Medulloblastoma (MB) is the most common malignant pediatric brain tumor. Of current molecular subgroups, Group 3 patients face the highest incidence of metastatic spread and overall patient survival of less than 50%. Current clinical trials for recurrent MB patients based on genomic profiles of primary, treatment-naïve tumors provide limited clinical benefit, since recurrent metastatic MBs are highly genetically divergent from their primary tumors. By adapting the existing COG (Children's Oncology Group) protocol for children with newly diagnosed high-risk MB to the treatment of immuno-deficient mice intracranially engrafted with human MB brain tumor initiating cells (BTICs), we have characterized the rare treatment-refractory cell population in Group 3 MBs. MB cell populations recovered separately from brains and spines during the course of tumor development and therapy were comprehensively profiled for gene expression analysis, stem cell and molecular features to generate a global, comparative profile of MB cells through therapy to relapse. One of the most intriguing observations from our gene expression data was consistent over-expression in the treatment-refractory cell population of proteins belonging to the Inhibitor of DNA-binding/differentiation (ID) family (transcription factors with a basic helix-loop-helix motif that act as suppressors cellular differentiation), and a longevity-associated protein known as bactericidal/permeability-increasing fold-containing-family-B-member-4 (BPIFB4). This persistent upregulation of genes preserving undifferentiated state and cellular longevity further strengthens the hypothesis of stem-cell like cells driving tumor relapse in MB. Targeting ID1 and BPIFB4 using both knockdown (KD) and knockout (KO) strategies has resulted in decreased self-renewal and tumorigenicity of both primary and recurrent MB cells, further highlighting their potential as novel therapeutic targets in MB. Our differential genomic and gene expression profiles of the “treatment-responsive” tumors against those that fail therapy have successfully contributed to discovery and characterization of novel therapeutic targets for the most aggressive subgroup of MB.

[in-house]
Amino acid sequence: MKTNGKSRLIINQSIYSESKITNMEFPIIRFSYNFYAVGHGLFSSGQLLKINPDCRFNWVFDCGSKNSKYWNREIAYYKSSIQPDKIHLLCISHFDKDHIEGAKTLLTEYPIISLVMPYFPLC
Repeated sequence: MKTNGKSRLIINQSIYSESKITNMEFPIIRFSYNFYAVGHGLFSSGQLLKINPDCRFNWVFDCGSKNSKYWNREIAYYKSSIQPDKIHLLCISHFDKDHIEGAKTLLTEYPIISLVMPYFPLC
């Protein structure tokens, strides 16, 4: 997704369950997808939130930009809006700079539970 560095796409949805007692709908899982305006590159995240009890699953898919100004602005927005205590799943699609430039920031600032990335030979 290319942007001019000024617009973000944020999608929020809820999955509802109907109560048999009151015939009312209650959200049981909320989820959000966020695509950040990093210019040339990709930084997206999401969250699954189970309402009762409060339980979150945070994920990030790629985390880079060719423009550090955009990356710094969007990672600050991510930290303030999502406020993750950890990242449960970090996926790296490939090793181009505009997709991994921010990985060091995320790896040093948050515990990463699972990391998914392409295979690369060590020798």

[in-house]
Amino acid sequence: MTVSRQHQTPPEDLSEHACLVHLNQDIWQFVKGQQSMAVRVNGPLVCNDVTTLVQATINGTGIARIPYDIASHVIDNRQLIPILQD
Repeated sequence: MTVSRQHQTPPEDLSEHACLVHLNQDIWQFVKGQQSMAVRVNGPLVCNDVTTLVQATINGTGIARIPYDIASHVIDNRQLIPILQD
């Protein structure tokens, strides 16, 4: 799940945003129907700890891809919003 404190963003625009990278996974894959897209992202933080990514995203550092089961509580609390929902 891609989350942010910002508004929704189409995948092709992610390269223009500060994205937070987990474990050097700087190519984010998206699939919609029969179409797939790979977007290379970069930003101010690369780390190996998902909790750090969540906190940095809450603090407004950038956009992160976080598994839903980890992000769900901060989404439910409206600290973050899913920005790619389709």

Citation Format: Sheila Kumari Singh, David Bakhshinyan, Chitra Venugopal, Ashley Adile, Mohini Singh, Maleeha Qazi, Branavan Manoranjan, Michelle Kameda-Smith. Genes preserving stem cell state in group 3 medulloblastoma brain tumor initiating cells contribute to therapy evasion and relapse [abstract]. In: Proceedings of the American Association for Cancer Research Annual Meeting 2018; 2018 Apr 14-18; Chicago, IL. Philadelphia (PA): AACR; Cancer Res 2018;78(13 Suppl):Abstract nr 1140.